Italian word of the day: ‘Cavolo’

Why are Italians always talking about cabbage?

Italian word of the day: 'Cavolo'
Photo: Annie Spratt/Unsplash

Maybe you’ve come across this word already, on menus or at the market.

No, you haven’t misremembered: cavolo means plain old ‘cabbage’. 

Now, while cabbage is valuable vocabulary in itself (minestra di cavolo? Yes please), the reason it’s really worth learning it is that it’s also a surprisingly versatile slang term.

Hear un cavolo pronounced:

It usually serves as a milder substitute for cazzo (‘shit’ or ‘dick’), much the same way ‘sugar’ and ‘fudge’ can stand in for stronger terms in English. But more than just a placeholder, we think cavolo has a certain charm all of its own.

Che cavolo vuoi?
What the heck do you want? (literally: What the cabbage do you want?)

You can use it as a noun, to mean ‘nothing’ or ‘not at all’…

Non m’importa un cavolo!
I don’t give a damn!

Non capisce un cavolo.
He doesn’t understand a damn thing.

… as an adjective, like ‘bloody’ or ‘crappy’…

Che giornata del cavolo…
What a crappy day…

Spero che tu abbia finito quel libro del cavolo!
I hope you’ve finished that bloody book!

… or you can yell it out on its own to express your surprise or frustration.

– Ho vinto la lotteria!
– Cavolo!

– I won the lottery!
– Wow!

Mi hai fatto male, cavolo!
That hurt, dammit!

It even crops up in its own expressions, such as col cavolo – ‘fat chance’…

– Ci presterà la macchina?
– Sì, col cavolo! 

– Will she lend us the car?
– Fat chance! (literally: With cabbage!)

… and cavoli miei/tuoi, ‘my/your cabbages’ or figuratively, ‘my/your business’. 

Se voglio figli? Sono cavoli miei.
Do I want kids? That’s my business.

Fatti i cavoli tuoi!
Mind your own beeswax!

Frankly, cavolo is a word worth giving a cabbage about. 

Do you have a favourite Italian word you’d like us to feature? If so, please email us with your suggestion.

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Italian word of the day: ‘Scarabocchio’

Can you fathom the meaning of this word?

Italian word of the day: ‘Scarabocchio’

If you haven’t yet found a proper Italian word to describe the unintelligible collection of dots, wonky lines and swirls that Italian doctors often nonchalantly passes off as a prescription, scarabocchio might do the trick.

Scarabocchio is the Italian equivalent of ‘scribble’ or ‘scrawl’ and it describes to any piece of writing or drawing whose meaning can’t be fathomed.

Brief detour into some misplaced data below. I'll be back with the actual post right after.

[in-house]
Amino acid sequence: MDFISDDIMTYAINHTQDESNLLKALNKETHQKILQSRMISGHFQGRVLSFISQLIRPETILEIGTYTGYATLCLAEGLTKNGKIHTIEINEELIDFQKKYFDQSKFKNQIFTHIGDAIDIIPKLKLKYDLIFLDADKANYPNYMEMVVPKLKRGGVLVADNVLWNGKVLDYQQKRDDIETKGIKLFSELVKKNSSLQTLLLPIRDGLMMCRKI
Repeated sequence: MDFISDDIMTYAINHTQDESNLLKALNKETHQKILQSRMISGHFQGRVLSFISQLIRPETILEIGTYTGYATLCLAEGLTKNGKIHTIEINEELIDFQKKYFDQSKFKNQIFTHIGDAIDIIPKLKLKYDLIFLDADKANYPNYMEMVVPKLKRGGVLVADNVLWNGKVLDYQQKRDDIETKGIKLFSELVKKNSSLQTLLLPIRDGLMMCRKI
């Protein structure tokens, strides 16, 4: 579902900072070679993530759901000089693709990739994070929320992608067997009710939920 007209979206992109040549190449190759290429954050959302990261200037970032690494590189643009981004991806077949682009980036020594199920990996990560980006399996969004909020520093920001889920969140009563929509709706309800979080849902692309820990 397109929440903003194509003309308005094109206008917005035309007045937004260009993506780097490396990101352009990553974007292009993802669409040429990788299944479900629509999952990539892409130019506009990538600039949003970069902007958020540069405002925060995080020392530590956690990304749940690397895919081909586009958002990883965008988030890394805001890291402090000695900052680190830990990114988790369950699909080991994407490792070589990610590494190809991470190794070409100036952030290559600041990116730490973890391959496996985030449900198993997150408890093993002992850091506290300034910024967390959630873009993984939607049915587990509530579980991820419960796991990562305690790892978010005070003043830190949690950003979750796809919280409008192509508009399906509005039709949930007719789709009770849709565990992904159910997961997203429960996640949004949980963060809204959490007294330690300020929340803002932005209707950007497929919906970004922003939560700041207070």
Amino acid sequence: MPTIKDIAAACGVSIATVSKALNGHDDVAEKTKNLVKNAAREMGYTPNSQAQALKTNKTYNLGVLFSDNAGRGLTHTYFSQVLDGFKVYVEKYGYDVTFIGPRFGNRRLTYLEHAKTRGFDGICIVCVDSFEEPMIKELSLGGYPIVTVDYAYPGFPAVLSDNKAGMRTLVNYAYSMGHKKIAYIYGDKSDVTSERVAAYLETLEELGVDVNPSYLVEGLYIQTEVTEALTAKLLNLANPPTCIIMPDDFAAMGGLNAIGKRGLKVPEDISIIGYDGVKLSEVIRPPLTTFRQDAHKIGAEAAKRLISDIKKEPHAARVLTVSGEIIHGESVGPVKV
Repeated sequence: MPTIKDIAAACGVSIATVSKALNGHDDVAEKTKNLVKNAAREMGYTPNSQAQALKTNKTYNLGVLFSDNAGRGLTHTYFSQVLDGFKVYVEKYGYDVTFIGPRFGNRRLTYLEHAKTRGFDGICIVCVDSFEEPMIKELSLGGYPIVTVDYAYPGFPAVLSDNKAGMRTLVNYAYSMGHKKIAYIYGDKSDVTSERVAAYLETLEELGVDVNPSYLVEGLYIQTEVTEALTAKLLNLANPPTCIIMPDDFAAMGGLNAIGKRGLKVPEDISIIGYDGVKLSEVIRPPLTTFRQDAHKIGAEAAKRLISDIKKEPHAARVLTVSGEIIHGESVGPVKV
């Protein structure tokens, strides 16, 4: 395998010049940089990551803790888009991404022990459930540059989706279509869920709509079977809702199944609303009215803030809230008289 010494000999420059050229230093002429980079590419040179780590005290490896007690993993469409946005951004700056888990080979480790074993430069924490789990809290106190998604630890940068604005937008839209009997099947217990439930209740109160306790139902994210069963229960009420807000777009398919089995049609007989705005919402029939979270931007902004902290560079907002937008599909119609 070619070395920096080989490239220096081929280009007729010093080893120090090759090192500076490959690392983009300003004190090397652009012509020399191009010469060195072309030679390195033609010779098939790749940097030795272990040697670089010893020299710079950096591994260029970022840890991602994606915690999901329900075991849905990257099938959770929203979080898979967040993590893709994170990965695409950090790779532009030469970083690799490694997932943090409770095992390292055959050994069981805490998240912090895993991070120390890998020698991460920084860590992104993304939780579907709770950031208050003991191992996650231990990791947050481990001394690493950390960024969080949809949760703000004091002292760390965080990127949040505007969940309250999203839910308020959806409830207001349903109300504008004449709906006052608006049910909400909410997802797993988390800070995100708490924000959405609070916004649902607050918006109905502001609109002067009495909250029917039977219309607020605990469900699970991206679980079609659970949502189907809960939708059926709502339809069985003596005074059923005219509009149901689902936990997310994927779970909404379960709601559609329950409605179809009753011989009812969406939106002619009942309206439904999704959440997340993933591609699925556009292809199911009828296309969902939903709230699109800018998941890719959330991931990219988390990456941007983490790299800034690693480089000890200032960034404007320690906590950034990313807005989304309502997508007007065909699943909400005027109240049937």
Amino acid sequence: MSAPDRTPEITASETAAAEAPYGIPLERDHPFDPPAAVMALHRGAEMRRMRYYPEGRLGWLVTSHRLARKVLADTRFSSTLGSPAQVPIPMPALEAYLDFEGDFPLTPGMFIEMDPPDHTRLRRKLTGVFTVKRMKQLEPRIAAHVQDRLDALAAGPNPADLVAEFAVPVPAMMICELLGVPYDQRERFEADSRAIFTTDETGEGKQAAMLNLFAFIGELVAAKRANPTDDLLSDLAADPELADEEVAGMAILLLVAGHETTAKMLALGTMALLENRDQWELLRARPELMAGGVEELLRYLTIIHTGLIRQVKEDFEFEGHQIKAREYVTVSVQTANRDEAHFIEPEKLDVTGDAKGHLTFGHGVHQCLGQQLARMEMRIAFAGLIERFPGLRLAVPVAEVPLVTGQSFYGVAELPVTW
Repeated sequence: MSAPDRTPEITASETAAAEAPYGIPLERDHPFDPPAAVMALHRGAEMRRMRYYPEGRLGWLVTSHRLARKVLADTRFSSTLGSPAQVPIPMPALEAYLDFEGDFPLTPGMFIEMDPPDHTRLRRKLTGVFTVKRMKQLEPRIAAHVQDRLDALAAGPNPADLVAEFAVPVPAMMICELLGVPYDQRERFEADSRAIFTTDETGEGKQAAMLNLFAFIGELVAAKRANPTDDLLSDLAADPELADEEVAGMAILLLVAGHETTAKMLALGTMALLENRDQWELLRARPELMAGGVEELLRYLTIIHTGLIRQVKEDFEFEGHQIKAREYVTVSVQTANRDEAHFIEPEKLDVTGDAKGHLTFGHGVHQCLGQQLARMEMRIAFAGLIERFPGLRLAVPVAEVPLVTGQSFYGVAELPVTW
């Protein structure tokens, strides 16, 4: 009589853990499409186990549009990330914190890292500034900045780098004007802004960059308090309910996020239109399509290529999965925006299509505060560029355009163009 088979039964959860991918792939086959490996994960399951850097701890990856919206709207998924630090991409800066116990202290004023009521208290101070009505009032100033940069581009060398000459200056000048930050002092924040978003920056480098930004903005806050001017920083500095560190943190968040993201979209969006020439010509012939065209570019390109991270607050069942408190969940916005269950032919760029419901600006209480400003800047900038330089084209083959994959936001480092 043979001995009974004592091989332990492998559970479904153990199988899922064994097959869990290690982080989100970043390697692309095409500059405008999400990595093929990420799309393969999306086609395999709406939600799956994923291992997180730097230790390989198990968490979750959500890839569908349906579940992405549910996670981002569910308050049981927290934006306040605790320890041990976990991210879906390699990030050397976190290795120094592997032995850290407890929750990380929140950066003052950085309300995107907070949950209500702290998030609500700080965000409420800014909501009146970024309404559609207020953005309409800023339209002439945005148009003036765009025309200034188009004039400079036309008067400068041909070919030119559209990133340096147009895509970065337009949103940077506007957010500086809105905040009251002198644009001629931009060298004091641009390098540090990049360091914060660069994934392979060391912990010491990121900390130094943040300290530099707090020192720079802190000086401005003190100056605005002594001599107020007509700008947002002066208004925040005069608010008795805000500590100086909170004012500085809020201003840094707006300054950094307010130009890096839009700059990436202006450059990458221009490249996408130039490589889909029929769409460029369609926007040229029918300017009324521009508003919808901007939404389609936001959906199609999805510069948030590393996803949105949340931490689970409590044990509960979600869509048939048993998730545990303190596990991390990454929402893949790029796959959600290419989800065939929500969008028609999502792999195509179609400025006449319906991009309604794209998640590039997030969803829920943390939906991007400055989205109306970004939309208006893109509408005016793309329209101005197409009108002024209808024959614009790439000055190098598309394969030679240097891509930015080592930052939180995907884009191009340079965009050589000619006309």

Ho lasciato la lista della spesa sul tavolo!

Si, l’ho vista ma non ci ho capito niente. Era tutto uno scarabocchio…

I left the shopping list on the table!

Yes, I saw it but couldn’t understand any of it. It was all a scribble…

From a five-year-old’s abstract artworks to a colleague’s poor excuse for a handwritten note, you can use scarabocchio for pretty much anything – as long as it figures on a piece of paper. 

Though it is a bit of a mouthful (pronunciation available here), Italians love to use the word in daily conversations, especially so when it comes to mocking the unfortunate author of the scribble. 

Ti ho fatto uno schema per farti capire meglio.

Ma cos’e’ ‘sta cosa? Mi sembra proprio uno scarabocchio…

I’ve drawn a diagram to help you understand.

What on earth is this? It looks like a scrawl to me…

The word comes from the fusion of scarabeo (beetle) and the pejorative suffix -occhio (also used in ranocchio, meaning ‘ugly frog’, and marmocchio, meaning ‘bratty kid’). 

Though today’s scribbles may not resemble the shape of a beetle, they most likely did back in the days when poor handwriting skills would result in your quill creating circular blots of ink on the paper.

That’s why, to this day, Italians refer to scribbles as ‘ugly beetles’. 

Funnily enough, sgorbio, one of scarabocchio’s synonyms, also takes its name from an animal, namely the scorpion. But that’s a story for another time.

Do you have an Italian word you’d like us to feature? If so, please email us with your suggestion.